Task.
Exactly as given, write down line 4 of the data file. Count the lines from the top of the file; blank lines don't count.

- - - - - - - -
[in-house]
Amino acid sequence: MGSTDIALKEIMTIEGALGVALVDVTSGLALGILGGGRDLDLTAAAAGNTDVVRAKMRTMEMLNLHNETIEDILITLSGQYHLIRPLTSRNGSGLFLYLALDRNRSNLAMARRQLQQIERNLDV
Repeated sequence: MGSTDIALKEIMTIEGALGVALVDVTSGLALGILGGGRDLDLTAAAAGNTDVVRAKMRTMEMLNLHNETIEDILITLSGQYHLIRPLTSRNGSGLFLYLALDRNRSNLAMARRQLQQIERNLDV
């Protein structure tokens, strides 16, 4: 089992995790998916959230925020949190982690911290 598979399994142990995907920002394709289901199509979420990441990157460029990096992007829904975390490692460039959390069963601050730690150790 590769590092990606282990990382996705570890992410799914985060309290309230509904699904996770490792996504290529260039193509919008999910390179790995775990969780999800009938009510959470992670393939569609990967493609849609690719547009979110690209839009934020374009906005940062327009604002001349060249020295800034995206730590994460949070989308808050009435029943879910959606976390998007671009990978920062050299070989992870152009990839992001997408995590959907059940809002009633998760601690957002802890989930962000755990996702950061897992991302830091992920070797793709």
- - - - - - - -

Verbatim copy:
């Protein structure tokens, strides 16, 4: 089992995790998916959230925020949190982690911290 598979399994142990995907920002394709289901199509979420990441990157460029990096992007829904975390490692460039959390069963601050730690150790 590769590092990606282990990382996705570890992410799914985060309290309230509904699904996770490792996504290529260039193509919008999910390179790995775990969780999800009938009510959470992670393939569609990967493609849609690719547009979110690209839009934020374009906005940062327009604002001349060249020295800034995206730590994460949070989308808050009435029943879910959606976390998007671009990978920062050299070989992870152009990839992001997408995590959907059940809002009633998760601690957002802890989930962000755990996702950061897992991302830091992920070797793709």